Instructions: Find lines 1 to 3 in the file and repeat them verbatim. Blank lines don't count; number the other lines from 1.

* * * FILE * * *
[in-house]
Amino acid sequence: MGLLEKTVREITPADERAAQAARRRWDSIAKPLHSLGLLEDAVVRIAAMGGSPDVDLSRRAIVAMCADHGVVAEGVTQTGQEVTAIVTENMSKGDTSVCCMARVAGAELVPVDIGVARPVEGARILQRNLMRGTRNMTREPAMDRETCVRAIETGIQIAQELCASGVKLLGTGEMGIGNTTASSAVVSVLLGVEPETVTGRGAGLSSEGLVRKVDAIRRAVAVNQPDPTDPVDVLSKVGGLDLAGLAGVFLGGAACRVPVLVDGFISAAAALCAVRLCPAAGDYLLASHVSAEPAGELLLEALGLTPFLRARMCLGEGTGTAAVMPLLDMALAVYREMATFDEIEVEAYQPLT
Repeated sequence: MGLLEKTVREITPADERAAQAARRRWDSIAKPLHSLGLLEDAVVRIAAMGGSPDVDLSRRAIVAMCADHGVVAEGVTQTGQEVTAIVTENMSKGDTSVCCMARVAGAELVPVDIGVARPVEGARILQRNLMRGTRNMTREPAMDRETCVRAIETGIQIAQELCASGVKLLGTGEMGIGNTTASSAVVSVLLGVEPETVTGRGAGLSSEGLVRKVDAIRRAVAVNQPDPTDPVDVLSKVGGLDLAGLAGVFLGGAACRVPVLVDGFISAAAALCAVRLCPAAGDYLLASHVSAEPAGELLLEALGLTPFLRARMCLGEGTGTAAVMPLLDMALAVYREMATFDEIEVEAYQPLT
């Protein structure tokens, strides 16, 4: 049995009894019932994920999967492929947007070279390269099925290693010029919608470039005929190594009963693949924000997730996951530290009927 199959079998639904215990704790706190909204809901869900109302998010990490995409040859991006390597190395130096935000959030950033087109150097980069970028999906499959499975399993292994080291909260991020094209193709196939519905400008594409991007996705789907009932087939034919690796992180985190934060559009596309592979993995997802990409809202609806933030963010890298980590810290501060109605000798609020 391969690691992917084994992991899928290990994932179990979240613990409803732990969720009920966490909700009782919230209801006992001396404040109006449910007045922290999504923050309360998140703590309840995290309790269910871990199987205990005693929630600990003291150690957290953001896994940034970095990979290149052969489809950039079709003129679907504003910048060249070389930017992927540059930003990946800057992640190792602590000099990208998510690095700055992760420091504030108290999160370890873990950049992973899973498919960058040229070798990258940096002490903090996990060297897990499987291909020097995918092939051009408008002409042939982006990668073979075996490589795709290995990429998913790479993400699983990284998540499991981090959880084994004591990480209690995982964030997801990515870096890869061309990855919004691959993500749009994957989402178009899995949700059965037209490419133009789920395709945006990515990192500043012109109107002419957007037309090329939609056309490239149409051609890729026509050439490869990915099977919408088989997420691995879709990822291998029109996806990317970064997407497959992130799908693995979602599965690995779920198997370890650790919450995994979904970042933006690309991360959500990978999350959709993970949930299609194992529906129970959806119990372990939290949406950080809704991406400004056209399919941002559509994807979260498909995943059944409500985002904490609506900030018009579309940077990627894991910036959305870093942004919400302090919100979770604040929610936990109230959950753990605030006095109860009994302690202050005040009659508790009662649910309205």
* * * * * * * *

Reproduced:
[in-house]
Amino acid sequence: MGLLEKTVREITPADERAAQAARRRWDSIAKPLHSLGLLEDAVVRIAAMGGSPDVDLSRRAIVAMCADHGVVAEGVTQTGQEVTAIVTENMSKGDTSVCCMARVAGAELVPVDIGVARPVEGARILQRNLMRGTRNMTREPAMDRETCVRAIETGIQIAQELCASGVKLLGTGEMGIGNTTASSAVVSVLLGVEPETVTGRGAGLSSEGLVRKVDAIRRAVAVNQPDPTDPVDVLSKVGGLDLAGLAGVFLGGAACRVPVLVDGFISAAAALCAVRLCPAAGDYLLASHVSAEPAGELLLEALGLTPFLRARMCLGEGTGTAAVMPLLDMALAVYREMATFDEIEVEAYQPLT
Repeated sequence: MGLLEKTVREITPADERAAQAARRRWDSIAKPLHSLGLLEDAVVRIAAMGGSPDVDLSRRAIVAMCADHGVVAEGVTQTGQEVTAIVTENMSKGDTSVCCMARVAGAELVPVDIGVARPVEGARILQRNLMRGTRNMTREPAMDRETCVRAIETGIQIAQELCASGVKLLGTGEMGIGNTTASSAVVSVLLGVEPETVTGRGAGLSSEGLVRKVDAIRRAVAVNQPDPTDPVDVLSKVGGLDLAGLAGVFLGGAACRVPVLVDGFISAAAALCAVRLCPAAGDYLLASHVSAEPAGELLLEALGLTPFLRARMCLGEGTGTAAVMPLLDMALAVYREMATFDEIEVEAYQPLT